In Gilgit-Baltistan, Wakhi is spoken in the sparsely populated upper portions of five of the northernmost valleys: Hunza, Gojal, Ishkoman, Yasin, Gupis and Yarkhun. The Hunza valley has the largest Wakhi population in Pakistan. The Wakhis of Ishkoman live primarily in the Karambar valley, in the town of Imit and beyond. In Yasin, they live mostly in the vicinity of Darkot and in Yarhkun, they are found in Baroghil and in a few other small villages in the high, upper portion of valley.

In Pakistan, the central organization of the Wakhi is the Wakhi Cultural Association Pakistan (WCA), an organization that is registered with the Government of Pakistan and which works with the collaboration of the Ministry of Culture and Tourism and Lok Virsa Pakistan. The Association is working for the preservation of the Wakhi language and culture, as well as documenting their poetry and music.

Radio Pakistan Gilgit relays the Wakhi radio programme "Sadoyah Boomy Dunyo", the voice of the roof of the world. The Wakhi Cultural Association has arranged more than twenty programmes since 1984, which includes cultural shows, musical nights, and large-scale musical festivals with the collaboration of Lok Virsa Pakistan, the Aga Khan Cultural Service Pakistan (AKCSP) and Pakistan television. In 2000, the WCA won a "Best Programme" organizer award in the Silk Road Festival from the President of Pakistan, Pervez Musharraf. A computerized codification of the Wakhi script has been released, which will help to promote the language development programme and documentation of Wakhi poetry, literature, and history.[7]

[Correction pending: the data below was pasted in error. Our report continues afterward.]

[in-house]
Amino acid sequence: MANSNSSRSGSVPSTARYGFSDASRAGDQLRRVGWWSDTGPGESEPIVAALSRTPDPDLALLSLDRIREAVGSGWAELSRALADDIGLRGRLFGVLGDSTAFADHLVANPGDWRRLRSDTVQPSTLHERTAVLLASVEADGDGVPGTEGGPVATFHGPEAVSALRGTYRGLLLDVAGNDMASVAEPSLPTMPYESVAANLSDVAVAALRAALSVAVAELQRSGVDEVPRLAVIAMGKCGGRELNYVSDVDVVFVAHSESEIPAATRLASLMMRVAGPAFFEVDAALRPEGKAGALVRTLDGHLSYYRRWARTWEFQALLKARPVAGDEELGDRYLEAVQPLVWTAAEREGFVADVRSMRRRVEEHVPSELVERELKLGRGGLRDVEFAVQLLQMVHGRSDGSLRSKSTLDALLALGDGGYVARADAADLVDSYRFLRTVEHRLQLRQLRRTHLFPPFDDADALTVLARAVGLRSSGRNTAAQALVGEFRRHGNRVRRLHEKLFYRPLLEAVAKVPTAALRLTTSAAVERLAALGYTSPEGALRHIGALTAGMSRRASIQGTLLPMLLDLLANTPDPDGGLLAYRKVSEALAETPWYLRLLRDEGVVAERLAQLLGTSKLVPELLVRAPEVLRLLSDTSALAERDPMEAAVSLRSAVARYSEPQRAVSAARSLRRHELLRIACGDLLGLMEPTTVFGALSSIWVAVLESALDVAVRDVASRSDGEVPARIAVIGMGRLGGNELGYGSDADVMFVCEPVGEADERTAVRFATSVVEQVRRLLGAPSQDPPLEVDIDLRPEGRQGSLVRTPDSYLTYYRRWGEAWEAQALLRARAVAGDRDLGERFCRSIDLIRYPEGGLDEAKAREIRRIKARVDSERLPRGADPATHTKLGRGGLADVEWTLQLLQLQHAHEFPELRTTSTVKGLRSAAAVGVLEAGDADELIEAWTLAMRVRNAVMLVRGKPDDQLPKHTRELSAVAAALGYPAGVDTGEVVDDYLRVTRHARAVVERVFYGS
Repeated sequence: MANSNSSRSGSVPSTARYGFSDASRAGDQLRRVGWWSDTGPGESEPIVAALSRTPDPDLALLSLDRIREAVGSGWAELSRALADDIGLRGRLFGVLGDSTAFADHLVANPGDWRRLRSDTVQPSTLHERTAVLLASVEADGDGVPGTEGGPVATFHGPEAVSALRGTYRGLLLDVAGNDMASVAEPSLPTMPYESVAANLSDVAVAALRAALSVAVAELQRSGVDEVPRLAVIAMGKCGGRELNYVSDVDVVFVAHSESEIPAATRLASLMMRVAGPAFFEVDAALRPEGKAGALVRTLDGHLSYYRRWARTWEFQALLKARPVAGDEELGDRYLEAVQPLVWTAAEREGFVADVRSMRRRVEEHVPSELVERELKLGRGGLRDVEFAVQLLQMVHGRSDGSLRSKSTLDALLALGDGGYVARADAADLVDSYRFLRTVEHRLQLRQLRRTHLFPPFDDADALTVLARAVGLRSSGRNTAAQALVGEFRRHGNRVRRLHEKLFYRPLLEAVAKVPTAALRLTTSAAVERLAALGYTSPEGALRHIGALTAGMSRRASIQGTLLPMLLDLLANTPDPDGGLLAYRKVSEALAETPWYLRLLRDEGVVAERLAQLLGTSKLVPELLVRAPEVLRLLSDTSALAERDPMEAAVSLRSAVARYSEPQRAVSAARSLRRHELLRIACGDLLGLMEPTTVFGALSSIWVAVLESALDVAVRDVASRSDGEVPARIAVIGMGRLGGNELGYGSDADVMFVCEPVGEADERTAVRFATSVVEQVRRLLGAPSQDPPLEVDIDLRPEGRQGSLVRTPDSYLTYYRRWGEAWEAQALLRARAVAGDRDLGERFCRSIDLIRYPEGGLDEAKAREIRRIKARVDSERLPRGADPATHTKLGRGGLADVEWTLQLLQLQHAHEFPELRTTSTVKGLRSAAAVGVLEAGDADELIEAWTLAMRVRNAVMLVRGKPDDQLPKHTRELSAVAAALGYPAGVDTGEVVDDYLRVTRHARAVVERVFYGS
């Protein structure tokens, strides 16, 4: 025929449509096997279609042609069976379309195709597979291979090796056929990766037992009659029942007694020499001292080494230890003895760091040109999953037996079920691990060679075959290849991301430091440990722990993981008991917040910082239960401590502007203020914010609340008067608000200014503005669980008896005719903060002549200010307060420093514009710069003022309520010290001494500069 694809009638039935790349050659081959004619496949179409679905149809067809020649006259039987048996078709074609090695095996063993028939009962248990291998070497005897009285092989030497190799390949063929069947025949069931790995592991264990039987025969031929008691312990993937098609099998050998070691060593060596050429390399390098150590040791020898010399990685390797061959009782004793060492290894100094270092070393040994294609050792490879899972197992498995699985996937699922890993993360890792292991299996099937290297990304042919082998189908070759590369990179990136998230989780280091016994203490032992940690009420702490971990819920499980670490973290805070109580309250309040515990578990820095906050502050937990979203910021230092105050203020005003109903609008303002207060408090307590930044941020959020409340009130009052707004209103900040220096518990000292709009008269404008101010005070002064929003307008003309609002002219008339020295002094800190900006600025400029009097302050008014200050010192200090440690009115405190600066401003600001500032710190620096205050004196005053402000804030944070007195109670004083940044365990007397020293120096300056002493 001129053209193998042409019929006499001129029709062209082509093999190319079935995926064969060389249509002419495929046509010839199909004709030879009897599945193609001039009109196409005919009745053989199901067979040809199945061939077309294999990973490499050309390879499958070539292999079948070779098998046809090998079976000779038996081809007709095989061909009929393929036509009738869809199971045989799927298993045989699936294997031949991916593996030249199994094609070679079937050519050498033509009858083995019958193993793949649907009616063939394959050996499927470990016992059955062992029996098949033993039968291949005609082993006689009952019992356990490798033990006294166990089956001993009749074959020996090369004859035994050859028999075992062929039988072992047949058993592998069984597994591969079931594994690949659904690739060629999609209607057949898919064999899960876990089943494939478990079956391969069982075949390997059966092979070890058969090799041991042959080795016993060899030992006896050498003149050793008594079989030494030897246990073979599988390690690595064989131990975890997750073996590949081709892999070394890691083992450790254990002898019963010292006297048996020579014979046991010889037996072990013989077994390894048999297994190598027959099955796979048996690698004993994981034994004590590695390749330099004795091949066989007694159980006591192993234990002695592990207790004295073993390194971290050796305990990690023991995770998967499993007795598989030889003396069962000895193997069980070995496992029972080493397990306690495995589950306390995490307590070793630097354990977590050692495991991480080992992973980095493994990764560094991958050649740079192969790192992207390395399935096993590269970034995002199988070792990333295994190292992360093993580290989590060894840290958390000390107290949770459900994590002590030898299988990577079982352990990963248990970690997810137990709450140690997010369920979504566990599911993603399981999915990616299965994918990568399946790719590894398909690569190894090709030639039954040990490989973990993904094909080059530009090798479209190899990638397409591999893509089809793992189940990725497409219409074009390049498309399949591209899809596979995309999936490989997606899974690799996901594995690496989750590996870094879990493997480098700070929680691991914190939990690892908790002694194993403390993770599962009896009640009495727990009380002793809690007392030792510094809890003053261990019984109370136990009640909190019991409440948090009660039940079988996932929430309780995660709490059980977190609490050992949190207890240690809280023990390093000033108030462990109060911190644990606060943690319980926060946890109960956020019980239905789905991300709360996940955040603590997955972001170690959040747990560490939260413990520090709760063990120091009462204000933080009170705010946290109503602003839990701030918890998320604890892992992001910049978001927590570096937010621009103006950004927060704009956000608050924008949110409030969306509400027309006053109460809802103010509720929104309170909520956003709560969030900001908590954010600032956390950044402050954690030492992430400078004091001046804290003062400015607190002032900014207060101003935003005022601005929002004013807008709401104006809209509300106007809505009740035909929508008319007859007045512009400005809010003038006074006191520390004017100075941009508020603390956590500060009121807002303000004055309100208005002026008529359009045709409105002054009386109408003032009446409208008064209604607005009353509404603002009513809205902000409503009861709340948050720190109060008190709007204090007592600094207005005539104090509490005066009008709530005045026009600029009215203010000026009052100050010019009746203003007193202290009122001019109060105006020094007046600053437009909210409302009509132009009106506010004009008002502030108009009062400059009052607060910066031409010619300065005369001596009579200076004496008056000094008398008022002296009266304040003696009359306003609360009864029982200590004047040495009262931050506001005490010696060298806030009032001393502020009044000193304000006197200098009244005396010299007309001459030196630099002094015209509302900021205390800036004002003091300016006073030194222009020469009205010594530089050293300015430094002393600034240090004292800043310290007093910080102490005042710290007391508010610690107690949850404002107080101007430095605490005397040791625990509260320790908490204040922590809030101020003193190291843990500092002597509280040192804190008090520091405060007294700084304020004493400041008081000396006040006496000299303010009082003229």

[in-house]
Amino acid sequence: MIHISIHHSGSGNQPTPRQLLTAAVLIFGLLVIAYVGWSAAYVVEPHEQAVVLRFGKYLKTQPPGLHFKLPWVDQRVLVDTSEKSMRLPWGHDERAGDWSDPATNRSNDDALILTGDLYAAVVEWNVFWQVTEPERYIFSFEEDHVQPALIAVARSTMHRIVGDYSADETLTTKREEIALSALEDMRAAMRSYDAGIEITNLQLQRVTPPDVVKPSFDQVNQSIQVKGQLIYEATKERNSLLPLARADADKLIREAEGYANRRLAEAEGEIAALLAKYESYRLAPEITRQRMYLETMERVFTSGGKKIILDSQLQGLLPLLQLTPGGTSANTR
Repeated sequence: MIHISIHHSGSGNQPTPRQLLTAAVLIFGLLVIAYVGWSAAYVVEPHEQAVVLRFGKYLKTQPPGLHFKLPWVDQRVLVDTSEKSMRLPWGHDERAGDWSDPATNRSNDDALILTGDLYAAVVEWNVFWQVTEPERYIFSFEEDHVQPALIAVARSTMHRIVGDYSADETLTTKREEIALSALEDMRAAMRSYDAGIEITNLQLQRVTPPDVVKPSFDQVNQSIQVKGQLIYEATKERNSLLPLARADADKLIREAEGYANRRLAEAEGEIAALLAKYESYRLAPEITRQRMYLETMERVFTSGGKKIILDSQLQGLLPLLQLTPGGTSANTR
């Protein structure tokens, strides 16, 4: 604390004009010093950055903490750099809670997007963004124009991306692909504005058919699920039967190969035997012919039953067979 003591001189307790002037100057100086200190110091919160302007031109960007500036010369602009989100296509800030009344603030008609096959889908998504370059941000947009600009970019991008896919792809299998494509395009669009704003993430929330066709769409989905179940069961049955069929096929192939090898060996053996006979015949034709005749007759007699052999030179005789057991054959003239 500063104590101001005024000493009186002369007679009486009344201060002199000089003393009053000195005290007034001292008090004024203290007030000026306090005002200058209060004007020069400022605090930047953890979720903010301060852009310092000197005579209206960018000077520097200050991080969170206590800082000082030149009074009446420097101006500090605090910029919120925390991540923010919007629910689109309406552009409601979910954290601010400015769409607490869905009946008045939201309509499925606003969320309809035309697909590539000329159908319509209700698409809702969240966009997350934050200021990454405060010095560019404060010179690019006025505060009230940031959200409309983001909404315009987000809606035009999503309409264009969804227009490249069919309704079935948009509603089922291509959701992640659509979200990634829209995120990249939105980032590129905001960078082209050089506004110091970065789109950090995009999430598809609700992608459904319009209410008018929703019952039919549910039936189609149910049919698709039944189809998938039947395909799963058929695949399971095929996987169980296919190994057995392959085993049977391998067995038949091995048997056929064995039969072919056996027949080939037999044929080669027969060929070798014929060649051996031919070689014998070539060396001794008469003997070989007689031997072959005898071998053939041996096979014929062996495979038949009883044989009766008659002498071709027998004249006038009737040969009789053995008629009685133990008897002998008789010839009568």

In China

See also: Tajiks of Xinjiang

Wakhi is also spoken in the Taxkorgan Tajik Autonomous County, in Xinjiang of China, mainly in the township of Dafdar.

In Russia

There are approximately 6,000 Wakhi in Russia, Most of them have migrated from Tajikistan and Afghanistan.

In Turkey

There are some Wakhi villages in Turkey in the eastern regions, where they have migrated from Afghanistan in 1979 during the Afghan and Russian war.[8]

Orthography

Traditionally, Wakhi was not a written language. Writing systems have been developed for the language using Arabic, Cyrillic and Latin scripts.

Arabic script

This Arabic alphabet is mainly used in Afghanistan:[9]

Letter ا آ ب پ ت ټ ث ج ڃ چ ڇ څ ځ ح خ د ډ ذ ر ز ږ ژ ڙ س
IPA [a], Ø [o] [b] [p] [t̪] [ʈ] [θ] [d͡ʒ] [ɖ͡ʐ] [t͡ʃ] [ʈ͡ʂ] [t͡s] [d͡z] [h] [χ] [d̪] [ɖ] [ð] [r] [z] [ɣ] [ʒ] [ʐ] [s]
Letter ښ ش ڜ ص ض ط ظ ع غ ف ڤ ق ک گ ل م ن ه و ؤ وْ ي ی
IPA [x] [ʃ] [ʂ] [s] [z] [t] [z] Ø [ʁ] [f] [v] [q] [k] [g] [l] [m] [n] [h] [w], [ə] [u] [ɨ] [i] [j], [e]

Cyrillic script

When Wakhi is written in Cyrillic, the sounds are usually represented by these letters:

Letter А а Б б В в В̌ в̌ Г г Ғ ғ Г̌ г̌ Д д Д̣ д̣ Д̌ д̌ Е е Ё ё Ж ж Ж̣ ж̣ З з Ҙ ҙ И и Й й К к Қ қ Л л М м Н н О о П п
IPA [a] [b] [v] [w] [g] [ʁ] [ɣ] [d̪] [ɖ] [ð] [e], [je] [jo] [ʒ] [ʐ] [z] [d͡z] [i] [j] [k] [q] [l] [m] [n] [o] [p]
Letter Р р С с Т т Т̣ т̣ Т̌ т̌ У у Ф ф Х х Х̌ х̌ Ҳ ҳ Ц ц Ч ч Ч̣ ч̣ Ҷ ҷ Ҷ̣ ҷ̣ Ш ш Ш̣ ш̣ Щ щ Ъ ъ Ы ы Ә ә Ь ь Э э Ю ю Я я
IPA [r] [s] [t̪] [ʈ] [θ] [u] [f] [χ] [x] [h] [t͡s] [t͡ʃ] [ʈ͡ʂ] [d͡ʒ] [ɖ͡ʐ] [ʃ] [ʂ] [ʃt͡ʃ] Ø [ɨ] [ə] Ø [e] [ju] [ja]